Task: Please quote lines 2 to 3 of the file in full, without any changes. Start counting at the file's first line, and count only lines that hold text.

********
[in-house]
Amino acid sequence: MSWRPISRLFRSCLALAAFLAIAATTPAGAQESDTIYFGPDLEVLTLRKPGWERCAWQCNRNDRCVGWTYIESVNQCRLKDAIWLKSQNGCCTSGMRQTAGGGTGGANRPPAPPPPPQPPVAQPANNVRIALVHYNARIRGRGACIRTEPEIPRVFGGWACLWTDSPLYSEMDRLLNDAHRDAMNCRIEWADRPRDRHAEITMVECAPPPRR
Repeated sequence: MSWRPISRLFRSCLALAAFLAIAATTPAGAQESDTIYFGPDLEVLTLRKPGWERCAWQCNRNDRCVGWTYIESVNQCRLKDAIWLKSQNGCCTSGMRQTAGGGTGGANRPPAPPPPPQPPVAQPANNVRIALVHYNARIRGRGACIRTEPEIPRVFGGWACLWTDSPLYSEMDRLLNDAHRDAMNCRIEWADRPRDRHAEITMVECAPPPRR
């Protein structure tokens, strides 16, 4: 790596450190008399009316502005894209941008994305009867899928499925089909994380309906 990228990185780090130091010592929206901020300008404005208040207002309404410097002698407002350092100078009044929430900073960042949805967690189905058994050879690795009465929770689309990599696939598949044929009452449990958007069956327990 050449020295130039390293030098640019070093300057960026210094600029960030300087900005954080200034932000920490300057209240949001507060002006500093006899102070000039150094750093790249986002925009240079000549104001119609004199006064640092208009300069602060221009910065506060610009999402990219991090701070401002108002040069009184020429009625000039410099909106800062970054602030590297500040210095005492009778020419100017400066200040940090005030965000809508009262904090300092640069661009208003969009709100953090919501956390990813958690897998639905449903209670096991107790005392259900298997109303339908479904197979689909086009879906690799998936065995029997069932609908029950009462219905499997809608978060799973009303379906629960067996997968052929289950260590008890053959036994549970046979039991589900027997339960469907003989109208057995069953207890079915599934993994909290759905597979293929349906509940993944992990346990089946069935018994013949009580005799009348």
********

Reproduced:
Amino acid sequence: MSWRPISRLFRSCLALAAFLAIAATTPAGAQESDTIYFGPDLEVLTLRKPGWERCAWQCNRNDRCVGWTYIESVNQCRLKDAIWLKSQNGCCTSGMRQTAGGGTGGANRPPAPPPPPQPPVAQPANNVRIALVHYNARIRGRGACIRTEPEIPRVFGGWACLWTDSPLYSEMDRLLNDAHRDAMNCRIEWADRPRDRHAEITMVECAPPPRR
Repeated sequence: MSWRPISRLFRSCLALAAFLAIAATTPAGAQESDTIYFGPDLEVLTLRKPGWERCAWQCNRNDRCVGWTYIESVNQCRLKDAIWLKSQNGCCTSGMRQTAGGGTGGANRPPAPPPPPQPPVAQPANNVRIALVHYNARIRGRGACIRTEPEIPRVFGGWACLWTDSPLYSEMDRLLNDAHRDAMNCRIEWADRPRDRHAEITMVECAPPPRR